Paradise

Thomas Struth: Talks About His “Paradise” Series

Originally published in ArtForum, May, 2002

At this point, Paradise consists of twenty-five photographs I’m just beginning to understand. intuition is an old word, but many things sprout from inner processes and needs and then take on a form. My approach to the jungle pictures might be said to be new, in that my initial impulses were pictorial and emotional, rather than theoretical. They are “unconscious places” and thus seem to follow my early city pictures. The photographs taken in the jungles of Australia, Japan, and China, as well as in the California woods, contain a wealth of delicately branched information, which makes it almost impossible, especially in large formats, to isolate single forms. One can spend a lot of time in front of these pictures and remain helpless in terms of knowing how to deal with them. There is no sociocultural context to be read or discovered, unlike in the photographs of people in front of paintings in museums. Standing in front of the facade of the cathedral in Milan, one experiences oneself as a human being defined by specific social and historical conditions. The jungle pictures, on the other hand, emphasize the self. Because of their consistent “allover” nature, Paradise numbers 9 and 4 could be understood as membranes for meditation. They present a kind of empty space: emptied to elicit a moment of stillness and internal dialogue. You have to be able to enjoy this silence in order to communicate with yourself–and eventually with others…

I don’t understand why so many people equate the notion of paradise with escapism. Paradise was never a place one could enter–though, in this global moment, escapism is no longer an issue either. The disappearance of the social debate about utopia, which the title “Paradise” alludes to, is an impoverishment and banalization. I focus exclusively on the experience of proximity. Nowadays the human being is reduced to a consumer and therefore to an instrument of a global economic mechanism. I, on the other hand, am interested in peculiarity, the individual ways of people and what goes on inside them when their historical bearings are disoriented. Certain aspects of cities now strike me as being straight out of science fiction, such as a particular intersection in Tokyo’s Shibuya district, where everything revolves around the increase and intensification of information. Then I notice a growing confinement, not only in a physical sense but also in terms of vital energy. We must look elsewhere if we want to expand the individual’s space. Understanding and communication have increasingly become inner processes originating in silence. As sources of air and space, the jungle pictures offer me an even deeper purchase on another of my ongoing subjects–the city.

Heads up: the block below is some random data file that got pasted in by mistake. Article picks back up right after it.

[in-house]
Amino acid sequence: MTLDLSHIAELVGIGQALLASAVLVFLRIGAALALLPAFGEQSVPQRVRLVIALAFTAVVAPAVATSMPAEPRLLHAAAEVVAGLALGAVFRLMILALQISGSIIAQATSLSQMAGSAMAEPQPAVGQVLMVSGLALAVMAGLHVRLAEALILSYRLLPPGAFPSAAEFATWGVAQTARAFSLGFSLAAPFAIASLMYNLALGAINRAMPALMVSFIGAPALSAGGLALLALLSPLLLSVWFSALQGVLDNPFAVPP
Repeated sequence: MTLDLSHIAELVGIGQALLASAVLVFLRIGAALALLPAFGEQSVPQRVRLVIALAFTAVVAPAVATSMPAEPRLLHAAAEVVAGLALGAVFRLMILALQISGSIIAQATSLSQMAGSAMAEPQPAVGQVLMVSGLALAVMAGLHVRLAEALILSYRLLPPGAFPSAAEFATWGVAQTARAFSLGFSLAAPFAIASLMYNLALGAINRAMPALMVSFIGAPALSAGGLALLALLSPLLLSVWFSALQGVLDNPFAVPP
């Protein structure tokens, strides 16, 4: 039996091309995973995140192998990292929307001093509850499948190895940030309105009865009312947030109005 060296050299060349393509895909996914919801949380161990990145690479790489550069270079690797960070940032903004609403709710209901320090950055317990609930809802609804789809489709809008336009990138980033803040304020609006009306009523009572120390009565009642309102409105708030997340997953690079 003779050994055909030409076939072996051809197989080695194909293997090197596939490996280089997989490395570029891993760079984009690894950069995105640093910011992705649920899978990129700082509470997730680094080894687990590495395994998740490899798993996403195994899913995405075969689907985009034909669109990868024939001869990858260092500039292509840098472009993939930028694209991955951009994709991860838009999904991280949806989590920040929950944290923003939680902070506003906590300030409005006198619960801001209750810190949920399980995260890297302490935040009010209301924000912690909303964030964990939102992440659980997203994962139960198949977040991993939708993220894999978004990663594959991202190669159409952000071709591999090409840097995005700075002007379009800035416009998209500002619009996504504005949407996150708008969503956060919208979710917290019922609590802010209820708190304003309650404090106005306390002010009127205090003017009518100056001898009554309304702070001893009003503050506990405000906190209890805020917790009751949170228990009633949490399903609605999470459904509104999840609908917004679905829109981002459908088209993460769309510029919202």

http://www.americansuburbx.com/2008/11/theory-thomas-struth-talks-about-his.html

I like the idea of having no particular focal point or “isolate single forms” in my images- just allowing the viewer to be swamped by the scene before them, their own eyes choosing where to rest, move on and intensify. Struth’s oversized book allows the images to stand strong and have a bigger impact on the viewer rather than just viewing them on a small screen. The idea that these could be universally placed is full of deeper meaning, for example they are our “sources of air and space”, we as humans have no power or control over natures abilities and this work reflects that. Without defining structures these ubiquitous photos are meant for everyone to access and be a part of- much as we all breath the same air nature produces intercontinentally, there is no ownership of it.

According to the Oxford Dictionary the word paradise means “An ideal or idyllic place or state” but who is to say that a place is categorically “paradise”? One’s ideal may be another’s worst nightmare and this book allows you to make judgement for yourself without enforcing the idyllic upon you, merely showing options of such places with the scope for imagination to prevail. Struth’s photos’s may appear repetitive at first and slightly unremarkable but the more you appreciate their all-embracing allure the more their beauty radiates through as a collection of paradisiacal visions.

My own photo in response to “Paradise”

DSC_3544

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Filed under Landscape: The Social and Environmental

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